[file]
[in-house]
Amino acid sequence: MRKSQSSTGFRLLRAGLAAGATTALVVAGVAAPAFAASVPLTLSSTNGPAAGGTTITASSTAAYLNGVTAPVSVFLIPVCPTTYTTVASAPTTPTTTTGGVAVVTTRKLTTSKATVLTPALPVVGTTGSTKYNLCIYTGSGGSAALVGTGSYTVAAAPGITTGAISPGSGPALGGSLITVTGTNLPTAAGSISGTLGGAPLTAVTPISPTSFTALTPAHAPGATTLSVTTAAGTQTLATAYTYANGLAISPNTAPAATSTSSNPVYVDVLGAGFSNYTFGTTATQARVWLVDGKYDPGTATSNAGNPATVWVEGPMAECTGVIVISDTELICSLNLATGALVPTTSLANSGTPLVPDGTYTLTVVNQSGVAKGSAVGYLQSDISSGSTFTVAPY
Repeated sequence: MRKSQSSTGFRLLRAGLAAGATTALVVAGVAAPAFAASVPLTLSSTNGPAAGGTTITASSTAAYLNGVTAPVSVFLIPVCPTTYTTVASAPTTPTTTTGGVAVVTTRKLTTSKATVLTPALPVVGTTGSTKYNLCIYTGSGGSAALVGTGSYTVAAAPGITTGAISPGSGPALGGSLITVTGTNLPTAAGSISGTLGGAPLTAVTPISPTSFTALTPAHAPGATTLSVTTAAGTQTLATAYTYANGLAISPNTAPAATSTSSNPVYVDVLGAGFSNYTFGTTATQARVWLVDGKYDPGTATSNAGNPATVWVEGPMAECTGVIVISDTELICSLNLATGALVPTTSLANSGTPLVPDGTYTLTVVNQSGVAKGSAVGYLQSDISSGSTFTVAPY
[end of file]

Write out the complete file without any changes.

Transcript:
[in-house]
Amino acid sequence: MRKSQSSTGFRLLRAGLAAGATTALVVAGVAAPAFAASVPLTLSSTNGPAAGGTTITASSTAAYLNGVTAPVSVFLIPVCPTTYTTVASAPTTPTTTTGGVAVVTTRKLTTSKATVLTPALPVVGTTGSTKYNLCIYTGSGGSAALVGTGSYTVAAAPGITTGAISPGSGPALGGSLITVTGTNLPTAAGSISGTLGGAPLTAVTPISPTSFTALTPAHAPGATTLSVTTAAGTQTLATAYTYANGLAISPNTAPAATSTSSNPVYVDVLGAGFSNYTFGTTATQARVWLVDGKYDPGTATSNAGNPATVWVEGPMAECTGVIVISDTELICSLNLATGALVPTTSLANSGTPLVPDGTYTLTVVNQSGVAKGSAVGYLQSDISSGSTFTVAPY
Repeated sequence: MRKSQSSTGFRLLRAGLAAGATTALVVAGVAAPAFAASVPLTLSSTNGPAAGGTTITASSTAAYLNGVTAPVSVFLIPVCPTTYTTVASAPTTPTTTTGGVAVVTTRKLTTSKATVLTPALPVVGTTGSTKYNLCIYTGSGGSAALVGTGSYTVAAAPGITTGAISPGSGPALGGSLITVTGTNLPTAAGSISGTLGGAPLTAVTPISPTSFTALTPAHAPGATTLSVTTAAGTQTLATAYTYANGLAISPNTAPAATSTSSNPVYVDVLGAGFSNYTFGTTATQARVWLVDGKYDPGTATSNAGNPATVWVEGPMAECTGVIVISDTELICSLNLATGALVPTTSLANSGTPLVPDGTYTLTVVNQSGVAKGSAVGYLQSDISSGSTFTVAPY